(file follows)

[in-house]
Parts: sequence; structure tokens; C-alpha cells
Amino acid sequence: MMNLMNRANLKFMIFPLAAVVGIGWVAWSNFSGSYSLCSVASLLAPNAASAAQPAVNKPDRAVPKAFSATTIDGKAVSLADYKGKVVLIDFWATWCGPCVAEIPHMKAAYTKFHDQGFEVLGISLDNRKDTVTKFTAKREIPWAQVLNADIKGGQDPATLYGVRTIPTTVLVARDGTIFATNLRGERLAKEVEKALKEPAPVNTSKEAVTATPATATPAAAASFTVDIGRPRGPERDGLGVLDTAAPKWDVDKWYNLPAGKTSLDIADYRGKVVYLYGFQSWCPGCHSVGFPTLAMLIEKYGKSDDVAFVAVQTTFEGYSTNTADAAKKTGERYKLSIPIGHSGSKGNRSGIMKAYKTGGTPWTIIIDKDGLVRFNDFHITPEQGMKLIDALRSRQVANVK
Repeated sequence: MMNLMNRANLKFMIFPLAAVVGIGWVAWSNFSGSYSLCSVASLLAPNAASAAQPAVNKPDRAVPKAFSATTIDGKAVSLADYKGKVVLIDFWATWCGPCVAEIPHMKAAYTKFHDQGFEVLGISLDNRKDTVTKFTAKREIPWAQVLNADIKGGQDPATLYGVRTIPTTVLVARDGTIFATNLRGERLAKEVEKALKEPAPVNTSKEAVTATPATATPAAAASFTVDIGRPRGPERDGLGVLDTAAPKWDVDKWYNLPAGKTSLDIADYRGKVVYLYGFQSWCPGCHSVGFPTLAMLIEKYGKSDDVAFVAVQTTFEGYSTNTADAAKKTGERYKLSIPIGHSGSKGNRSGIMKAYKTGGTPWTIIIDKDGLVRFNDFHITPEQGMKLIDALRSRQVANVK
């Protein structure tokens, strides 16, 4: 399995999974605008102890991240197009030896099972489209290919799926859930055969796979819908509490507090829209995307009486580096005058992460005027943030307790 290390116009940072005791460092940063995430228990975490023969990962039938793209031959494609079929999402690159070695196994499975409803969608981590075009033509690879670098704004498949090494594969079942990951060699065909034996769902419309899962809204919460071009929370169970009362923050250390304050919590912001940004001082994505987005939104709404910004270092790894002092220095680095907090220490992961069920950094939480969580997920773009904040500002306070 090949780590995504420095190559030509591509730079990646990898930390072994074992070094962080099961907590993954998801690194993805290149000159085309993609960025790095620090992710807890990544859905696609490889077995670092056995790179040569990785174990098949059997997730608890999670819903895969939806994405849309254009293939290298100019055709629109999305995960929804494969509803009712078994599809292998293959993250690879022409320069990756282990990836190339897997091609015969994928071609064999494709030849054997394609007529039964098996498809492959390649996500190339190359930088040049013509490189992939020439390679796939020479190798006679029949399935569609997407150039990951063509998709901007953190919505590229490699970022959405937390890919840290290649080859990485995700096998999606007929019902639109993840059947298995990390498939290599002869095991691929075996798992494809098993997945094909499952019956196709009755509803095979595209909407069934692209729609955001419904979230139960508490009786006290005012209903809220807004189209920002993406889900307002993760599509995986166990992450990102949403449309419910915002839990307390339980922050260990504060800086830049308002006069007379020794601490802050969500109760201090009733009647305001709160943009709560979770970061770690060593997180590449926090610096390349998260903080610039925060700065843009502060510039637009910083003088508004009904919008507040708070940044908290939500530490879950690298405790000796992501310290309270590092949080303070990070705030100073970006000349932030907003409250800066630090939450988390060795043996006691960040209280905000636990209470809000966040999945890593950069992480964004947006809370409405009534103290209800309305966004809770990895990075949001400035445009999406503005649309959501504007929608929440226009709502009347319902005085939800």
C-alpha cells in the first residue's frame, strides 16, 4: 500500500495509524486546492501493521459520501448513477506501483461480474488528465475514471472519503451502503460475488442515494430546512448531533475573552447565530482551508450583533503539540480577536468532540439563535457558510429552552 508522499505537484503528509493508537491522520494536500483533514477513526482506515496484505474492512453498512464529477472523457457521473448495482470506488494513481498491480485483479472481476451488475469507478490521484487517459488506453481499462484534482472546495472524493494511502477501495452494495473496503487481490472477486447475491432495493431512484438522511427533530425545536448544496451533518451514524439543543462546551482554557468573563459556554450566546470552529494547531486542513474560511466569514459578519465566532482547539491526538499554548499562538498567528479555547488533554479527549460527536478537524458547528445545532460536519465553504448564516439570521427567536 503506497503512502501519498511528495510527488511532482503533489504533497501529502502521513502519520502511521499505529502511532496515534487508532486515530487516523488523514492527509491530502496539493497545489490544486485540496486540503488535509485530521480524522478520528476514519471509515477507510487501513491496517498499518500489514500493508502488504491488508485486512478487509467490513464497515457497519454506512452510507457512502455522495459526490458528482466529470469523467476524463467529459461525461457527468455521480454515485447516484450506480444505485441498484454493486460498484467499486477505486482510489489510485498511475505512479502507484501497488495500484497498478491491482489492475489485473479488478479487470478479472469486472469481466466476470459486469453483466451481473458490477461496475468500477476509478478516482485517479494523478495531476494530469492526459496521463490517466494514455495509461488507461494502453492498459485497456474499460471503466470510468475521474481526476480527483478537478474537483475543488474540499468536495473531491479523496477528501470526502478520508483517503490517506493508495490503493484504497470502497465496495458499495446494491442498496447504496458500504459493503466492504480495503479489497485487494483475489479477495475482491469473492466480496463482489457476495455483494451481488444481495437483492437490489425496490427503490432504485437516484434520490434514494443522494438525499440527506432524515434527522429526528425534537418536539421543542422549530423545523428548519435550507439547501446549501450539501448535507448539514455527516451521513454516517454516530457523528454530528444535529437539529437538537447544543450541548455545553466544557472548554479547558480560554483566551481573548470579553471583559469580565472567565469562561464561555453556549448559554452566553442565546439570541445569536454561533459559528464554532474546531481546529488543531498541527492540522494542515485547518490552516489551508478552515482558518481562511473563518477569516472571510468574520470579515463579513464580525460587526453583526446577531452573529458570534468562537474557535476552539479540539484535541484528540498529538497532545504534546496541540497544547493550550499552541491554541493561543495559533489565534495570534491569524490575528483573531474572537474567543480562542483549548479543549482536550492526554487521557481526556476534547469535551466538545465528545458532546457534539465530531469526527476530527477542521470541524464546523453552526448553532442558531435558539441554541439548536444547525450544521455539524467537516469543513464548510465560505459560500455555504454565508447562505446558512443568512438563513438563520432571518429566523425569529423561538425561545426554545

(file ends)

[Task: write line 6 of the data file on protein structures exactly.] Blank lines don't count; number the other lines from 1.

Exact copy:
C-alpha cells in the first residue's frame, strides 16, 4: 500500500495509524486546492501493521459520501448513477506501483461480474488528465475514471472519503451502503460475488442515494430546512448531533475573552447565530482551508450583533503539540480577536468532540439563535457558510429552552 508522499505537484503528509493508537491522520494536500483533514477513526482506515496484505474492512453498512464529477472523457457521473448495482470506488494513481498491480485483479472481476451488475469507478490521484487517459488506453481499462484534482472546495472524493494511502477501495452494495473496503487481490472477486447475491432495493431512484438522511427533530425545536448544496451533518451514524439543543462546551482554557468573563459556554450566546470552529494547531486542513474560511466569514459578519465566532482547539491526538499554548499562538498567528479555547488533554479527549460527536478537524458547528445545532460536519465553504448564516439570521427567536 503506497503512502501519498511528495510527488511532482503533489504533497501529502502521513502519520502511521499505529502511532496515534487508532486515530487516523488523514492527509491530502496539493497545489490544486485540496486540503488535509485530521480524522478520528476514519471509515477507510487501513491496517498499518500489514500493508502488504491488508485486512478487509467490513464497515457497519454506512452510507457512502455522495459526490458528482466529470469523467476524463467529459461525461457527468455521480454515485447516484450506480444505485441498484454493486460498484467499486477505486482510489489510485498511475505512479502507484501497488495500484497498478491491482489492475489485473479488478479487470478479472469486472469481466466476470459486469453483466451481473458490477461496475468500477476509478478516482485517479494523478495531476494530469492526459496521463490517466494514455495509461488507461494502453492498459485497456474499460471503466470510468475521474481526476480527483478537478474537483475543488474540499468536495473531491479523496477528501470526502478520508483517503490517506493508495490503493484504497470502497465496495458499495446494491442498496447504496458500504459493503466492504480495503479489497485487494483475489479477495475482491469473492466480496463482489457476495455483494451481488444481495437483492437490489425496490427503490432504485437516484434520490434514494443522494438525499440527506432524515434527522429526528425534537418536539421543542422549530423545523428548519435550507439547501446549501450539501448535507448539514455527516451521513454516517454516530457523528454530528444535529437539529437538537447544543450541548455545553466544557472548554479547558480560554483566551481573548470579553471583559469580565472567565469562561464561555453556549448559554452566553442565546439570541445569536454561533459559528464554532474546531481546529488543531498541527492540522494542515485547518490552516489551508478552515482558518481562511473563518477569516472571510468574520470579515463579513464580525460587526453583526446577531452573529458570534468562537474557535476552539479540539484535541484528540498529538497532545504534546496541540497544547493550550499552541491554541493561543495559533489565534495570534491569524490575528483573531474572537474567543480562542483549548479543549482536550492526554487521557481526556476534547469535551466538545465528545458532546457534539465530531469526527476530527477542521470541524464546523453552526448553532442558531435558539441554541439548536444547525450544521455539524467537516469543513464548510465560505459560500455555504454565508447562505446558512443568512438563513438563520432571518429566523425569529423561538425561545426554545